The partition of Ireland in 1921 came at a time when discussions about the future of the country—whether it should become an independent state or remain British—were at their peak and the conflict was about to escalate. Partition was seen as the best-case scenario if civil war between the opponents and supporters of Irish Home Rule was to be prevented. The predominantly Protestant six North-eastern counties became Northern Ireland, which remained part of the UK. The larger rest of Ireland gained independence as a Free State, which eventually became the Irish Republic. Ireland was partitioned in the most homogeneous way possible with regard to religious affiliation. At the time of partition, around 90% of the population in the Irish Free State were Catholics, whereas over 70% of the population in Northern Ireland were Protestants. This was designed to solve "the Irish question" for good, but of course it did not, especially not for the remaining Catholics in Northern Ireland whose situation did not improve but worsened as a result of partition. [4]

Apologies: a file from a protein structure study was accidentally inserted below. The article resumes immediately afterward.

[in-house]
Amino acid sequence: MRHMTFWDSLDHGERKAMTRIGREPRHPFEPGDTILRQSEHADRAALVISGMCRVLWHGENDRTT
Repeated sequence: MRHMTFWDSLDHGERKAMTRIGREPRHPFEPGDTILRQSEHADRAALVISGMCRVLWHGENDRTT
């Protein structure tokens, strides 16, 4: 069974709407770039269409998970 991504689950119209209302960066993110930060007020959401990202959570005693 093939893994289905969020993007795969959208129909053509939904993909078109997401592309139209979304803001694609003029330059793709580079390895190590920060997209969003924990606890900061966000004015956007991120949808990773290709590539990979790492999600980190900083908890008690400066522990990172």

When Catholics in Northern Ireland finally formed a Civil rights movement and took on the streets to demand fair treatment in the late 1960s, this led to civil unrest. The British army intervened in 1969, initially to secure the rights of the Catholic minority. However, the absent affiliation of the Catholic population with the British state and the slow progress in the implementation of fair rights for Catholics turned the Catholic population against the British army. The IRA reformed "to defend their own communities", and the following period saw the outbreak of severe sectarian violence in Northern Ireland. During this time many people suffered extensively. Residential, educational and social segregation increased. The "Troubles", as this period has become known colloquially, were only stopped 30 years later when the IRA called a ceasefire and the so-called peace process begun. However, residential segregation has not decreased and educational segregation has only fallen marginally. Currently, ninety five percent of children attend schools segregated by religion. Similarly, 80% of social housing is also segregated. [5]